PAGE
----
May 31, 2019 / 7:24 AM / a year ago

Spot of bother: Copper smelters hit by lowest treatment charges in 6 yrs

* Treatment charges for copper concentrate fall as low as $60/T

* Fees are paid to process copper ore into refined metal

* Comes as China ramps up smelting capacity

* Average TC breakeven for smelters is around $70/T -analyst

By Tom Daly

BEIJING, May 31 (Reuters) - Spot prices for refining copper concentrate have fallen to their lowest in 6-1/2 years and look set to stay under pressure, dragged down as China cements itself as a dominant producer of processed metal.

Chinese copper smelters are expected to add almost 1 million tonnes of capacity in 2019, stealing a march on rivals in Japan, South Korea and Chile, and pushing down the spot treatment charges (TCs) the industry receives for processing concentrate.

TCs slipped as far as $60 a tonne on Thursday, according to research and price reporting agency Asian Metal, the lowest since November 2012 and down around 30% from a two-year peak of $96 hit in December. AM-CN-CUCONC

That level is also more than 20% below the TC benchmark for 2019 at $80.80, which is referenced in long-term miner-smelter contracts worldwide after being agreed by China’s Jiangxi Copper and Chilean miner Antofagasta.

Those who used that rate in their long-term contracts will be protected from the TC slump, but BMO Capital Markets analyst Colin Hamilton said smaller smelters would likely be far more exposed to spot prices.

“Given they tend not to hedge finished copper, this can have a big impact on margins,” he said, adding that the current average TC breakeven point stood at around $70 a tonne.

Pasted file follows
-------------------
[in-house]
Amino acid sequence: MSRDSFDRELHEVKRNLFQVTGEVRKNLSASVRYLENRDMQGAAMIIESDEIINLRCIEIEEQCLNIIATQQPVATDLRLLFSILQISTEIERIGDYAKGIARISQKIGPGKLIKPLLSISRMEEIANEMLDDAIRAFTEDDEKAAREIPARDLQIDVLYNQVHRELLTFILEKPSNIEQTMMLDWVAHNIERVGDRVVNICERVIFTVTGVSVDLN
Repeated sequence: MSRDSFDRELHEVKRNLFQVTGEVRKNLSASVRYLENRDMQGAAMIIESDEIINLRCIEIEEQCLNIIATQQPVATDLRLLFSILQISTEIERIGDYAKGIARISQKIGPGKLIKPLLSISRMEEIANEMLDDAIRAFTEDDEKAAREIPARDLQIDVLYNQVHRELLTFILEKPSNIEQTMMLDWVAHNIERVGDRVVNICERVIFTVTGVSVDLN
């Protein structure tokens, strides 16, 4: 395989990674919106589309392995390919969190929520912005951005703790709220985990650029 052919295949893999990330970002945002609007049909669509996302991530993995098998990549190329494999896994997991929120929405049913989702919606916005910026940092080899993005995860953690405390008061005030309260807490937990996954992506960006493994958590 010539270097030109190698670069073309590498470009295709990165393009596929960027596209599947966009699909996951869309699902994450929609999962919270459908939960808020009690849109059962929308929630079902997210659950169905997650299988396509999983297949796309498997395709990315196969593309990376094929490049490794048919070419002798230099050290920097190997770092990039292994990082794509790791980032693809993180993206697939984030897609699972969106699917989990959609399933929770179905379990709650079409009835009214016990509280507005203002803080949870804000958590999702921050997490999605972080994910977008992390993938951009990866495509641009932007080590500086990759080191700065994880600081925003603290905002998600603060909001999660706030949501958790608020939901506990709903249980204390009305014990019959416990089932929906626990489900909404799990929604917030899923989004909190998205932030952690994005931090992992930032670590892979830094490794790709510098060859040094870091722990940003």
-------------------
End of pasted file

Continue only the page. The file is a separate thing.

“Hence ... we are now seeing ‘strategic maintenance’ from smelters,” Hamilton said.

Disruption to mine supply has also pressured TCs, with output set to drop in key producer Zambia and MMG Ltd’s Las Bambas project in Peru hit by a two-month blockade by indigenous communities earlier in the year.

In its forecasts for 2019’s copper market, BMO had factored in that around 3 percent of annual global supply could be lost to disruptions, but Hamilton said half of that amount had already gone in the first four months of 2019.

Meanwhile, China’s copper concentrate imports were up 16.7% year-on-year at 6.21 million tonnes in January-April, according to customs data, reflecting increased purchases by smelters there.

“In previous years, the TC was relatively high, so they (the smelters) expanded very fast,” said CRU analyst He Tianyu.

Some Chinese smelters, including Xiangguang Copper and Dongying Fanyuan, have just come out of maintenance, further boosting demand for concentrate.

Argonaut Securities analyst Helen Lau said in a note that China’s rising smelting capacity “and more cuts in imports of copper scrap will further weigh” on TCs, as consumers seek more copper in other forms.

Also suggesting TCs have further to fall, a recent tender for Antofagasta’s Los Pelambres mine saw 50,000 tonnes sold to a trader at a TC in the high $40s for delivery this year and the low $40s for 2020, according to a source with knowledge of the matter. Antofagasta did not reply to a request for comment.

Reporting by Tom Daly in BEIJING; Additional reporting by Mai Nguyen in SINGAPORE and Melanie Burton in MELBOURNE; Editing by Joseph Radford

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